Preservationists announced Thursday that the Bush administration has eased the trade embargo against Cuba enough to allow at least the first steps toward saving Ernest Hemingway’s crumbling home on a hilltop near Havana.
The National Trust for Historic Preservation put ‘‘Finca Vigia’’—the Cuban home where Hemingway lived from 1939 to 1960 and where he wrote The Old Man and the Sea and For Whom the Bell Tolls—on its 2005 list of America’s 11 Most Endangered Historic Places.
In the nearly two decades that the list has been issued, this marks the first time a spot outside the United States has been included, said Richard Moe, president of the National Trust.
The United States has had a trade embargo against Cuba, with its Communist government headed by Fidel Castro, for four decades.
Rep. Ileana Ros-Lehtinen, R.-Fla., an outspoken Castro opponent, said she would oppose the National Trust’s effort.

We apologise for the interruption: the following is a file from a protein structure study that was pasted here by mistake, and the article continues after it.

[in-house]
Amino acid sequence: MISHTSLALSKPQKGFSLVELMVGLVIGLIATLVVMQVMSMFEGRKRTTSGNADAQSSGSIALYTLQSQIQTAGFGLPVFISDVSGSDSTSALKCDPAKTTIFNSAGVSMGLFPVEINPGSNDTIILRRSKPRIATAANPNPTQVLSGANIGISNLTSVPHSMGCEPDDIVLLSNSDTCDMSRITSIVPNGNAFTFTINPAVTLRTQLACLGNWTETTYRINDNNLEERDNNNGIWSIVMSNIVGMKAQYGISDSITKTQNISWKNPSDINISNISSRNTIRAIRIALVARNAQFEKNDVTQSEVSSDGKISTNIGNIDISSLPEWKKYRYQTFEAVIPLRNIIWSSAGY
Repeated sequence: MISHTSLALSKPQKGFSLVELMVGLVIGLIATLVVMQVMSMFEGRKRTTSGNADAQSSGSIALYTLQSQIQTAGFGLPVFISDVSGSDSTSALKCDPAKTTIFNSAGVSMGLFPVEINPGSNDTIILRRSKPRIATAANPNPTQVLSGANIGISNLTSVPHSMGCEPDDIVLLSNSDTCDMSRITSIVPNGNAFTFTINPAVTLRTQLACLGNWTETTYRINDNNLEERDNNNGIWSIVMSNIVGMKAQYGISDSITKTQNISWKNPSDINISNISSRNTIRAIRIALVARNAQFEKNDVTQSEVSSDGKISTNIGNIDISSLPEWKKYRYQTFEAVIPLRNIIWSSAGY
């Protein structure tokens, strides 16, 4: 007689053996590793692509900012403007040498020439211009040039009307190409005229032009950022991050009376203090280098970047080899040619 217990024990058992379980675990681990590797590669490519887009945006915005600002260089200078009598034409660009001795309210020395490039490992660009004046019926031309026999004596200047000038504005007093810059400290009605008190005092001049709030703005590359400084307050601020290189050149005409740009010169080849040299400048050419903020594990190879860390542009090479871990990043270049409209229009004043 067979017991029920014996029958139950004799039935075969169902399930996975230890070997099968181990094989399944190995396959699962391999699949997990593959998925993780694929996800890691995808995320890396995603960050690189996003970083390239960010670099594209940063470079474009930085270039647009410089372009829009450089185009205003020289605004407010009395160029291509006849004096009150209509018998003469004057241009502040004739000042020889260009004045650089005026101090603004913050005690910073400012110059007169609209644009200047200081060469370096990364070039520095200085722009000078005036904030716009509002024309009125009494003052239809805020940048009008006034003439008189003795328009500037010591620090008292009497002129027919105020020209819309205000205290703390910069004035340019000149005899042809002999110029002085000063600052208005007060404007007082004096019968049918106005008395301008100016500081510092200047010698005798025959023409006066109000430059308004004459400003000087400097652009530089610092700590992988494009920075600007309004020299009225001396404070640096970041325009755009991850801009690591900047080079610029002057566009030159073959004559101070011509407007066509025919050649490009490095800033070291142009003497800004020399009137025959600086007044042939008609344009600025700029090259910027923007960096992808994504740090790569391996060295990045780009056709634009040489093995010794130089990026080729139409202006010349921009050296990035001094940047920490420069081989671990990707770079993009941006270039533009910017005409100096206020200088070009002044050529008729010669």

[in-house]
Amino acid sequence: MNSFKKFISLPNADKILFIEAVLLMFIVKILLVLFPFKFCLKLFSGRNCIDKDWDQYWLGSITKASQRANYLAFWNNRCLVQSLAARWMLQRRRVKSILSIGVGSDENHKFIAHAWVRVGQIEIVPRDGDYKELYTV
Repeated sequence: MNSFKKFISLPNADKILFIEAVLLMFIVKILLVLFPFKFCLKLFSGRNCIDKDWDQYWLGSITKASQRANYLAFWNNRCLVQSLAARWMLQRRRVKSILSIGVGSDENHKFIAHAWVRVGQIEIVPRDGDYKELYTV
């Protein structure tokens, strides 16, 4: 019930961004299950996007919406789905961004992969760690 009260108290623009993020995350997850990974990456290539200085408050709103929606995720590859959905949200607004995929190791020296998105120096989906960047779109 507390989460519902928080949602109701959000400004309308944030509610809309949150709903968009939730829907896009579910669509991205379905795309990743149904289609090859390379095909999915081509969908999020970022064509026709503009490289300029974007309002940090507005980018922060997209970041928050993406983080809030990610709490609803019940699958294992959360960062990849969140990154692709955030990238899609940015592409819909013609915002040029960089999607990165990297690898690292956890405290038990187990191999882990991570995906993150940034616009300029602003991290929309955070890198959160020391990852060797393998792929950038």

‘‘I will first verify how the permission process took place, then why the U.S government believes that historic preservation in a terrorist country is of our national interest, why U.S. citizens should want to use monies to refurbish a tourist site in a tourist apartheid society,’’ she said.
Moe said preservationists have received permission from the Treasury Department to send a team of experts to prepare a preservation plan. However, he said, ‘‘We do not yet have a license to take financial resources to Cuba’’ to do the actual restoration.
‘‘We’re working on that,’’ he said, citing ‘‘very good cooperation from both governments’’—the United States and Cuba.